The circus arrives without warning. No announcements precede it. It is simply there, when yesterday it was not. Within the black-and-white striped canvas tents is an utterly unique experience full of breathtaking amazements. It is called Le Cirque des Rêves, and it is only open at night.
But behind the scenes, a fierce competition is underway—a duel between two young magicians, Celia and Marco, who have been trained since childhood expressly for this purpose by their mercurial instructors. Unbeknownst to them, this is a game in which only one can be left standing, and the circus is but the stage for a remarkable battle of imagination and will. Despite themselves, however, Celia and Marco tumble headfirst into love—a deep, magical love that makes the lights flicker and the room grow warm whenever they so much as brush hands.
True love or not, the game must play out, and the fates of everyone involved, from the cast of extraordinary circus performers to the patrons, hang in the balance, suspended as precariously as the daring acrobats overhead.
When I started reading this book, I was in a somewhat critical frame of mind. I knew people who raved about it, and had read reviews which hammered it. It seemed like there was an awful lot of telling going on, and not a lot of showing. However, I was intrigued, and I found myself reading on, being captured by the book until it consumed me.
I think the blurb for the book is a little misleading. So it’s lucky that I didn’t read it before hand. The game between Celia and Marco is hardly fierce. It is a duel, but they know so little about it, that there is no sense of impending doom about it, until much later in the novel when it’s revealed to the characters that only the winner will survive – and even then, if you’ve read the blurb, you know this already, which takes some of the tension out of the situation.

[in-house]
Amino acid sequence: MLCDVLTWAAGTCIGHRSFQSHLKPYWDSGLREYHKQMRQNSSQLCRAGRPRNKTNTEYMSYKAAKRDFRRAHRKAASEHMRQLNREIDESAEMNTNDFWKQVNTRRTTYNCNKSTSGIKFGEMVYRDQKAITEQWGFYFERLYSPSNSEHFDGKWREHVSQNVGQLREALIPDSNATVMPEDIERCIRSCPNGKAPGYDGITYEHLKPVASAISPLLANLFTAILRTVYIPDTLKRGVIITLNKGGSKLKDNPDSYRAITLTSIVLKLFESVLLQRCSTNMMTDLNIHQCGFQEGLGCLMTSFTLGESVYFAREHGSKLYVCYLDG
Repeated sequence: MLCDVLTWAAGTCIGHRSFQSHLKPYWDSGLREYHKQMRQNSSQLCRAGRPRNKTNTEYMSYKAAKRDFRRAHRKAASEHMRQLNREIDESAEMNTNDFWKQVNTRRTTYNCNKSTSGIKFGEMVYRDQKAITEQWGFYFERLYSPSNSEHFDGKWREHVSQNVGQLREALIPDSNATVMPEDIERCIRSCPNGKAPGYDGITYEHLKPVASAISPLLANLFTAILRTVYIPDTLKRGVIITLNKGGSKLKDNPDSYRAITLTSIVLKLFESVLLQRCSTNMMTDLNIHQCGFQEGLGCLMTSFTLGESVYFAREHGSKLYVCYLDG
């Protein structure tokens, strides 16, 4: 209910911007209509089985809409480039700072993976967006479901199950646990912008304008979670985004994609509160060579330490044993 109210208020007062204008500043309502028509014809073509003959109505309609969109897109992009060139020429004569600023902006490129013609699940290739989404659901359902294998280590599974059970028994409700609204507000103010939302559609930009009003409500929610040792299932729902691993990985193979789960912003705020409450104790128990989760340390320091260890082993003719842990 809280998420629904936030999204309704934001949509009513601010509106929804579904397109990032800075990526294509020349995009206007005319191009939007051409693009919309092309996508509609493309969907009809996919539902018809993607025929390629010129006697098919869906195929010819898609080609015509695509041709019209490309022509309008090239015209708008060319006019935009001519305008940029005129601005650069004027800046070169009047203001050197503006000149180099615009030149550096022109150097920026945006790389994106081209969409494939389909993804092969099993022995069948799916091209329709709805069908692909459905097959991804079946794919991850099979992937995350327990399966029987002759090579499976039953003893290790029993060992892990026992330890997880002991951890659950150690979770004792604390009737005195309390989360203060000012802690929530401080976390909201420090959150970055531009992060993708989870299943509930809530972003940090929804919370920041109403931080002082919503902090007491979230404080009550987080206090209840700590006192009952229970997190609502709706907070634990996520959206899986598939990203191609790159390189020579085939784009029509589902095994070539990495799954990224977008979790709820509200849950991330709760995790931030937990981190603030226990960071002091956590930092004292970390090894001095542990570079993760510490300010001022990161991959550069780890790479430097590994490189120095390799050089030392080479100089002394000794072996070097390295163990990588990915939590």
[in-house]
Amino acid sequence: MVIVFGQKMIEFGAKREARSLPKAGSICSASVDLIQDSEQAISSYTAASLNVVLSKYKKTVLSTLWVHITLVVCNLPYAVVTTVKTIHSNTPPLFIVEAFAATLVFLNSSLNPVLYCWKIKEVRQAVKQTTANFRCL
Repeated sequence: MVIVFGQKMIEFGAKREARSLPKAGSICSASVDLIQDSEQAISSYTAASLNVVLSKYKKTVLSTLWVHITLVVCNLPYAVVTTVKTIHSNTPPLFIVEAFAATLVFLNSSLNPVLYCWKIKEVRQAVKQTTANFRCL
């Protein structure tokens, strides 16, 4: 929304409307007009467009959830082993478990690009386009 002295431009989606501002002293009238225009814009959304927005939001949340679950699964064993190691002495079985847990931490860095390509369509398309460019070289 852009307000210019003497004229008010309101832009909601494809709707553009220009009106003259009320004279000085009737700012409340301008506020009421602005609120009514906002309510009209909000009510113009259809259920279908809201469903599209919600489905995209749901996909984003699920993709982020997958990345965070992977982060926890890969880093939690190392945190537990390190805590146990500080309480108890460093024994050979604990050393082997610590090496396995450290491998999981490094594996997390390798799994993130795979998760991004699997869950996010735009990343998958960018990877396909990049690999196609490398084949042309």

The Night Circus is a subtle novel that weaves together three story lines, spread over three different time periods. It took me a little bit of back and forth to figure it out, but once you get into the rhythm, find your connections with the characters in each time, it’s very easy to keep things straight. One of the most interesting things about this book is that one of the characters is YOU. Yes, that’s right, one thread is told in second person. It’s done so well that I felt like I could have been there, seeing it all – not only does it make you see the circus as a character itself, but the tents which you find yourself drawn to are used to highlight things that are occurring in the other story lines.
I thought the characters were beautifully drawn. I loved them all, even the secondary ones, and really appreciated the subtle touch that Morgenstern writes with. Celia and Marco have two completely different approaches to magic, and yet they find this connection to each other and build on that throughout the novel. This is a beautiful, luscious love story, which I would happily immerse myself into again. This isn’t romance, but love, painted in images and actions, rather than thoughts and words spoken by characters.
I love the Night Circus. I want to go. You would find me dressed in black and white, a red rose in my hair, or perhaps red gloves and scarf, if the night were cold. I would be one of the Reveurs in a heartbeat. Read it. Push past the initial telling, and let Morgenstern draw you into the world of the circus. You won’t regret it.